Research Article: Isolation of Bacterial Ribosomes with Monolith Chromatography

Date Published: February 4, 2011

Publisher: Public Library of Science

Author(s): Andrej Trauner, Mark H. Bennett, Huw D. Williams, Vladimir Uversky. http://doi.org/10.1371/journal.pone.0016273

Abstract: We report the development of a rapid chromatographic method for the isolation of bacterial ribosomes from crude cell lysates in less than ten minutes. Our separation is based on the use of strong anion exchange monolithic columns. Using a simple stepwise elution program we were able to purify ribosomes whose composition is comparable to those isolated by sucrose gradient ultracentrifugation, as confirmed by quantitative proteomic analysis (iTRAQ). The speed and simplicity of this approach could accelerate the study of many different aspects of ribosomal biology.

Partial Text: The translating bacterial ribosome, comprising more than 50 proteins, 3 ribosomal RNAs, mRNA and tRNA, is among the more complex structures in the prokaryotic cell [1]. Ribosomes are central to cellular function – a fact very clearly illustrated by the number of antibiotics, which target their function. The complexity of their composition, structure and function requires the implementation of a range of analytical techniques and almost all of them rely on the isolation of ribosomes using density gradient centrifugation, which is the gold standard for purifying ribosomes prior to further analyses [1], [2], [3], [4]. However, it is a lengthy and labour intensive procedure. The proteomic study of growth-phase dependent as well as environmental stress induced changes in prokaryotic ribosomes and their associated factors has been hindered by the absence of a fast and efficient purification method. Chromatography has been used in the past in an attempt to accelerate and simplify the isolation process [5], [6], [7], [8], [9]. While such methods never became widely used, there has been a recent renewal of interest in improving the potential of chromatography for isolating ribosomes [10]. Furthermore, advances in genetic manipulation tools have allowed affinity purification to be applied to ribosome isolation, with good results [11], [12], [13]. Each of these approaches has its merits; however the speed of separation is always inherently limited by the architecture of the chromatographic matrix. High backpressures caused by the size of ribosomes severely limit the maximum flow rate that can be attained, thus greatly increasing the overall time taken to obtain ribosomal fractions. There is scope to develop a robust, universal, rapid and easy way to isolate ribosomes using chromatography. Monolith columns are a new class of chromatographic stationary phase, based on a highly cross-linked porous monolithic polymer. Unlike conventional chromatography columns packed with porous particles, the monolithic column is a single piece of porous structure of uninterrupted and interconnected channels. The sample is transported through the column via convection leading to very fast mass transfer between the mobile and stationary phase even for large biomolecules [14]. The absence of matrix packing leads to low backpressures allowing high flow rates to be achieved, leading to rapid separations even for very large biomolecules such as protein complexes, immunoglobulins and viruses [15], [16]. Consequently, we decided to investigate whether monolithic chromatography would be suitable for rapid purification of bacterial ribosomes, and as we have an interest in the composition of mycobacterial ribosome, we used Mycobacterium smegmatis as the model for these studies.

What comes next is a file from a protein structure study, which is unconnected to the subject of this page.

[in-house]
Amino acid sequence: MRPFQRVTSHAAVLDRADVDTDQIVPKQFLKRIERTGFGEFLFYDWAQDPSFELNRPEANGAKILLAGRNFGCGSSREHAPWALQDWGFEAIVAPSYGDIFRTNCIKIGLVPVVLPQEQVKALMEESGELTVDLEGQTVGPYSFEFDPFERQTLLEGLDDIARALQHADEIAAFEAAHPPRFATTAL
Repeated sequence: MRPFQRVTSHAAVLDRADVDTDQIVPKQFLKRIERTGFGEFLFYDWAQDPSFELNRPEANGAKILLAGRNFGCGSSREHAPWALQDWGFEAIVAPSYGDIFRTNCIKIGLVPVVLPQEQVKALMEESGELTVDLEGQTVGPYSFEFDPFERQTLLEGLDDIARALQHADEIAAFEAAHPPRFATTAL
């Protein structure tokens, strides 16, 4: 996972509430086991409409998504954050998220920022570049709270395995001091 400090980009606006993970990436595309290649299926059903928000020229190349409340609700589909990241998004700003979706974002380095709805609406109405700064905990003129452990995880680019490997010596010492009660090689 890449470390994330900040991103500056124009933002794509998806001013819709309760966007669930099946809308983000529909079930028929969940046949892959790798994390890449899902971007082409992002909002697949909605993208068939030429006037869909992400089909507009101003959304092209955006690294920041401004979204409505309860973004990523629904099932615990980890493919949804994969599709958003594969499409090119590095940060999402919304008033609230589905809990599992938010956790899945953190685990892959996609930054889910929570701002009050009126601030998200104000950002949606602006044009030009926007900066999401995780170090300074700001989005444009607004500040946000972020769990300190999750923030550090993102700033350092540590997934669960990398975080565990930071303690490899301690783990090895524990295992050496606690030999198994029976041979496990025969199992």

We were successful in developing a new, very rapid chromatographic method for the purification of ribosomes based on the use of strong anion exchange monolith chromatography. The method successfully purified 30S and 50S ribosomal subunits and could be modified through switching elution buffers to isolate intact 70S ribosomes. Speed of isolation is both important in allowing large numbers of samples to be processed in a short time period and also in minimising the contact between ribosomes and proteases and nucleases in the cell extract. With our method, from loading the cell lysate onto the column to obtaining pure ribosomes takes as little as 5 minutes – compared to 8 hours using sucrose gradient ultracentrifugation. We envisage that this technique could be exploited for compositional analysis, as it would provide an efficient and rapid tool for the isolation of ribosomes from multiple samples. The scope of this approach could be broadened by combining it with chemical cross-linking, as we do not believe that modifications incurred by such procedures would adversely affect the chromatographic separation. Furthermore, ribosomes are being investigated as possible vaccines [21],[22]. Our method is well suited for such applications and could significantly increase the throughput of such studies.

Source:

http://doi.org/10.1371/journal.pone.0016273